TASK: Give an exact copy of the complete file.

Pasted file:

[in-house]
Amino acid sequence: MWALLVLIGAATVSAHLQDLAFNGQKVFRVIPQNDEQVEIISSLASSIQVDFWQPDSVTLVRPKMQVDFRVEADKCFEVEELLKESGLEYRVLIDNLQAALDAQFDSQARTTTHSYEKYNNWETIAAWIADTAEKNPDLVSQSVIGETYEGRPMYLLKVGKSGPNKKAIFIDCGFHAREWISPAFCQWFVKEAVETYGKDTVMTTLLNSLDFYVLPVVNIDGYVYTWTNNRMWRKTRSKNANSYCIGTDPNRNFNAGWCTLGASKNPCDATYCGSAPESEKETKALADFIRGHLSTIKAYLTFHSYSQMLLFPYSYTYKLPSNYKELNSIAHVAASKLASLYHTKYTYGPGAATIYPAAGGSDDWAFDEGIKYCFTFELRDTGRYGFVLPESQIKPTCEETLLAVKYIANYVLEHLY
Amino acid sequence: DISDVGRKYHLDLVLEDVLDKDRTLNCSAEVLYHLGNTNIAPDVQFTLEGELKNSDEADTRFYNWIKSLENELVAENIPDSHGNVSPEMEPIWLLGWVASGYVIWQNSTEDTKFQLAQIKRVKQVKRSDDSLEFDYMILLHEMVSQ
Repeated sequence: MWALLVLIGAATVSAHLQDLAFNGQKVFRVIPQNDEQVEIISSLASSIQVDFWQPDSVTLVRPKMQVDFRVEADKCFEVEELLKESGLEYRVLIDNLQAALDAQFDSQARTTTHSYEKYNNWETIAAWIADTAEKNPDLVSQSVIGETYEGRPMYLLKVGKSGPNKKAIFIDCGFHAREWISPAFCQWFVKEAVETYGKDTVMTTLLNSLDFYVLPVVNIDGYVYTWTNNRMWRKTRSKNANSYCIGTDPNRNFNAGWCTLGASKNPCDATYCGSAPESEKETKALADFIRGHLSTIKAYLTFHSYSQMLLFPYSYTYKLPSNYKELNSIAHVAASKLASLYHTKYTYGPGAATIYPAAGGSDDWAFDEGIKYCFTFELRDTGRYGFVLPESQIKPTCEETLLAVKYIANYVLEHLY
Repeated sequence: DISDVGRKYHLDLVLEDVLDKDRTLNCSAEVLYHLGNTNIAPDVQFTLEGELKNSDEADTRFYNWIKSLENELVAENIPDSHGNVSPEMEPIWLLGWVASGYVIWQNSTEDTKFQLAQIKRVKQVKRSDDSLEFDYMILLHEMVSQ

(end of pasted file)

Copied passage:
[in-house]
Amino acid sequence: MWALLVLIGAATVSAHLQDLAFNGQKVFRVIPQNDEQVEIISSLASSIQVDFWQPDSVTLVRPKMQVDFRVEADKCFEVEELLKESGLEYRVLIDNLQAALDAQFDSQARTTTHSYEKYNNWETIAAWIADTAEKNPDLVSQSVIGETYEGRPMYLLKVGKSGPNKKAIFIDCGFHAREWISPAFCQWFVKEAVETYGKDTVMTTLLNSLDFYVLPVVNIDGYVYTWTNNRMWRKTRSKNANSYCIGTDPNRNFNAGWCTLGASKNPCDATYCGSAPESEKETKALADFIRGHLSTIKAYLTFHSYSQMLLFPYSYTYKLPSNYKELNSIAHVAASKLASLYHTKYTYGPGAATIYPAAGGSDDWAFDEGIKYCFTFELRDTGRYGFVLPESQIKPTCEETLLAVKYIANYVLEHLY
Amino acid sequence: DISDVGRKYHLDLVLEDVLDKDRTLNCSAEVLYHLGNTNIAPDVQFTLEGELKNSDEADTRFYNWIKSLENELVAENIPDSHGNVSPEMEPIWLLGWVASGYVIWQNSTEDTKFQLAQIKRVKQVKRSDDSLEFDYMILLHEMVSQ
Repeated sequence: MWALLVLIGAATVSAHLQDLAFNGQKVFRVIPQNDEQVEIISSLASSIQVDFWQPDSVTLVRPKMQVDFRVEADKCFEVEELLKESGLEYRVLIDNLQAALDAQFDSQARTTTHSYEKYNNWETIAAWIADTAEKNPDLVSQSVIGETYEGRPMYLLKVGKSGPNKKAIFIDCGFHAREWISPAFCQWFVKEAVETYGKDTVMTTLLNSLDFYVLPVVNIDGYVYTWTNNRMWRKTRSKNANSYCIGTDPNRNFNAGWCTLGASKNPCDATYCGSAPESEKETKALADFIRGHLSTIKAYLTFHSYSQMLLFPYSYTYKLPSNYKELNSIAHVAASKLASLYHTKYTYGPGAATIYPAAGGSDDWAFDEGIKYCFTFELRDTGRYGFVLPESQIKPTCEETLLAVKYIANYVLEHLY
Repeated sequence: DISDVGRKYHLDLVLEDVLDKDRTLNCSAEVLYHLGNTNIAPDVQFTLEGELKNSDEADTRFYNWIKSLENELVAENIPDSHGNVSPEMEPIWLLGWVASGYVIWQNSTEDTKFQLAQIKRVKQVKRSDDSLEFDYMILLHEMVSQ